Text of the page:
DW

Steve W. said...

It had never struck me before but I think you're right. I suspect the Defenders cover really is an homage to that X-Men cover.

Anonymous said...

Often hard to judge when there isn't much figurework Steve, so I'm not even going to try and hazard a guess about who pencilled that cover for The Deep, but I can't see why you think it wasn't inked by Palmer.
Not that its anywhere near as good as his inks on Gene Colan's pencils for the Marvel version of Jaws 2, of course...

Asbestos Lady? Roy Thomas was editor as well as writer on the Invaders, which is the only explanation I can think of for why a writer who came up with a villain called Asbestos Lady to fight the Torch (duh...) wouldn't get the sack on the spot.
Writers being their own editors is such a conflict of interest.

-sean

-sean

Anonymous said...

PS Uh-oh - signed that comment twice. Definitely too late at night to be commenting...

pete doree said...

Wow, that's a mystery that Deep cover - I actually think it might be Infantino, but heavily, heavily inked over, not by Palmer though.
No mystery about the movie by the way - it's crap.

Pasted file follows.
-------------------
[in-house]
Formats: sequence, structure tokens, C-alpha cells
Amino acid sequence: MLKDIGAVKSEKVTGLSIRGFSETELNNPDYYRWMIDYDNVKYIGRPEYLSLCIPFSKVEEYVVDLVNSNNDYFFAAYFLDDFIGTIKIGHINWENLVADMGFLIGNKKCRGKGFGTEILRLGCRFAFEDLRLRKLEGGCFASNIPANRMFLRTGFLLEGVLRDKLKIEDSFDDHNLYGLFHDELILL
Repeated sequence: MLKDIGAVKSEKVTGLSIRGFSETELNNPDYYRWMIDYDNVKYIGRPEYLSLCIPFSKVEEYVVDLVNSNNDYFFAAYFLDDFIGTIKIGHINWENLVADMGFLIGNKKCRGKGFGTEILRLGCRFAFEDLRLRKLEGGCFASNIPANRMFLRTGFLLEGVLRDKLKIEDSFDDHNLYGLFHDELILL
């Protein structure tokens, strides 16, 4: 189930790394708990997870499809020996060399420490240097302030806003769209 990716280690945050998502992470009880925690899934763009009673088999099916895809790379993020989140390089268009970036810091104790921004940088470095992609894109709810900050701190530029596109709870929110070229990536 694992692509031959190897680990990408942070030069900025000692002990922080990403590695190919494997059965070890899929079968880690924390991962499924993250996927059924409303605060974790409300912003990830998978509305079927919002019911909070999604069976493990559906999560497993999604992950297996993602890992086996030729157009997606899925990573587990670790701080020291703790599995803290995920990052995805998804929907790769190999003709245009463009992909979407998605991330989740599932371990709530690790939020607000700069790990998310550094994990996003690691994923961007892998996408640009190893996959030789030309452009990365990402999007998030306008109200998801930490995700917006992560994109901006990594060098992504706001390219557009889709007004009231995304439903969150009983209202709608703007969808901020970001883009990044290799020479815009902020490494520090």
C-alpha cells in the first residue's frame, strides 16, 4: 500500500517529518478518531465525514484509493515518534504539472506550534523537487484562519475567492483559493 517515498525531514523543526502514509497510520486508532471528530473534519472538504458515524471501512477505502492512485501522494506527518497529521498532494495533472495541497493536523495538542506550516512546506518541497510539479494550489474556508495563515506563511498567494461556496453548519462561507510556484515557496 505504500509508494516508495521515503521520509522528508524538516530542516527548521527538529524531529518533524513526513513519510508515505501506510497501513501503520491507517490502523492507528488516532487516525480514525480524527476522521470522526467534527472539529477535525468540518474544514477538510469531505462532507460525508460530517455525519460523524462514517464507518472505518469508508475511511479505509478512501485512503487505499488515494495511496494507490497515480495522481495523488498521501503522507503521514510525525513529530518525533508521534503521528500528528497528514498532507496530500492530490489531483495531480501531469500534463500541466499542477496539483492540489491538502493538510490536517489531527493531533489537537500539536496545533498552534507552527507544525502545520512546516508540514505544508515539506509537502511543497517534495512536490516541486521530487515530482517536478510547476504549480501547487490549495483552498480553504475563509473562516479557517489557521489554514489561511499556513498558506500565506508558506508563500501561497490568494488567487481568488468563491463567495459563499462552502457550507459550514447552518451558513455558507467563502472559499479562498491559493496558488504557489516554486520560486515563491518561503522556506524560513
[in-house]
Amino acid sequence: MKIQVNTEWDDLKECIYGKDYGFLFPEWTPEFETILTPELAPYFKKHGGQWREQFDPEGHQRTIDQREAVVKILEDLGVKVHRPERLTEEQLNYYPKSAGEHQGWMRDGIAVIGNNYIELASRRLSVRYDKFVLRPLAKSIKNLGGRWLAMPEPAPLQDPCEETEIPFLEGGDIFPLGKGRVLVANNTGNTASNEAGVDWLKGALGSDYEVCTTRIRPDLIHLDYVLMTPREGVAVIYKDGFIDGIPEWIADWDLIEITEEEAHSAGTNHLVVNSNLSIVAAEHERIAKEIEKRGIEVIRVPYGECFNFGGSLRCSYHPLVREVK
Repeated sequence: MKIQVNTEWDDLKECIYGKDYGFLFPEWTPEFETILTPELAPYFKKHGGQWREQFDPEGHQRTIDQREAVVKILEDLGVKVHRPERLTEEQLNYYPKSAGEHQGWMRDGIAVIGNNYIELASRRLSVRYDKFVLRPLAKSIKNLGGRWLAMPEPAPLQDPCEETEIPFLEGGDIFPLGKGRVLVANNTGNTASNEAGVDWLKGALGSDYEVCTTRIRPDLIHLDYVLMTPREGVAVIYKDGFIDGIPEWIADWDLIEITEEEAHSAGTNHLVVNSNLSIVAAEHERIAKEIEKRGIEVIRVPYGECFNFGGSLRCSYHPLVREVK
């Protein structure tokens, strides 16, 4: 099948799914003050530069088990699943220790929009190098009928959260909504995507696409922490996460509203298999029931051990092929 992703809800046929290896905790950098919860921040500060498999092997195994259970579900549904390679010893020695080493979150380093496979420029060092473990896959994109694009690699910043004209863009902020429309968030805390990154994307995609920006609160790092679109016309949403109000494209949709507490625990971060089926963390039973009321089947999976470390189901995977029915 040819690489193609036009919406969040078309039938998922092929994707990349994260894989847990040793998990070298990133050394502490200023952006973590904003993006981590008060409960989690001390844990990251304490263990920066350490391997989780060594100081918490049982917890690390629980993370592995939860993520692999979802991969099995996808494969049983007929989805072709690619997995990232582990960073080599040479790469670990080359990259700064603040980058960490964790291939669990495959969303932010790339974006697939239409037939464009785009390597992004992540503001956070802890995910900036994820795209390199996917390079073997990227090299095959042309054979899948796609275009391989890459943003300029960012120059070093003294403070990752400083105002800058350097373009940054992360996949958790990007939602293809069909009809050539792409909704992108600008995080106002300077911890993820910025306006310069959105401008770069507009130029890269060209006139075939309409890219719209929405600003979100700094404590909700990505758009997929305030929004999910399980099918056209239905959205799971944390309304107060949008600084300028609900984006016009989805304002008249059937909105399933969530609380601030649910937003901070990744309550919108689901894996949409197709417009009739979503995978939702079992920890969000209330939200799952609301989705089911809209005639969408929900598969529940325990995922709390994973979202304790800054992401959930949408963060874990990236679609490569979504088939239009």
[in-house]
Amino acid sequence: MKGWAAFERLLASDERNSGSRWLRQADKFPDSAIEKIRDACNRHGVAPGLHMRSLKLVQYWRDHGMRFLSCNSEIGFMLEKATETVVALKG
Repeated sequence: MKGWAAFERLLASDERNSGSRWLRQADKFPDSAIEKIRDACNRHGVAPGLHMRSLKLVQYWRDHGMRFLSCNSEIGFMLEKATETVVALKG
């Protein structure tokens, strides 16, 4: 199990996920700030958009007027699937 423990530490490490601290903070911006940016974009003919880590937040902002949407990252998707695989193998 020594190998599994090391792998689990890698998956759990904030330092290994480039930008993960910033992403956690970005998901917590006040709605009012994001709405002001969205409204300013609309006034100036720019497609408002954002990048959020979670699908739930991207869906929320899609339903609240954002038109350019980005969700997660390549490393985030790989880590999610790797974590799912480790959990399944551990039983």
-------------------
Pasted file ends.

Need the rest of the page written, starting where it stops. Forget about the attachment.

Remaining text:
Tim Roll-Pickering said...

The Star Wars Treasury Edition contains only the first three parts of the six issue adaptation - a second treasury would reprint the other three parts a few months later and then the follow year a bumper sized treasury carried all six parts.

Although the different formats may have had different appeals, this looks like an early case of a publisher rushing out a reprint of the early parts of a storyline still in progress to catch higher than anticipated demand.

Charlie Horse 47 said...

Somehow I recall that the Deep 's most talked about moment was J Bisset au natural?

Steve W. said...

Sean and Pete, it looks like the origin of that cover is a mystery that will tantalise mankind forever.

Tim, thanks for the Star Wars info.

Charlie, I do recall its main claim to fame being that Jacqueline Bisset was in it but I have no knowledge as to what her clothing status was.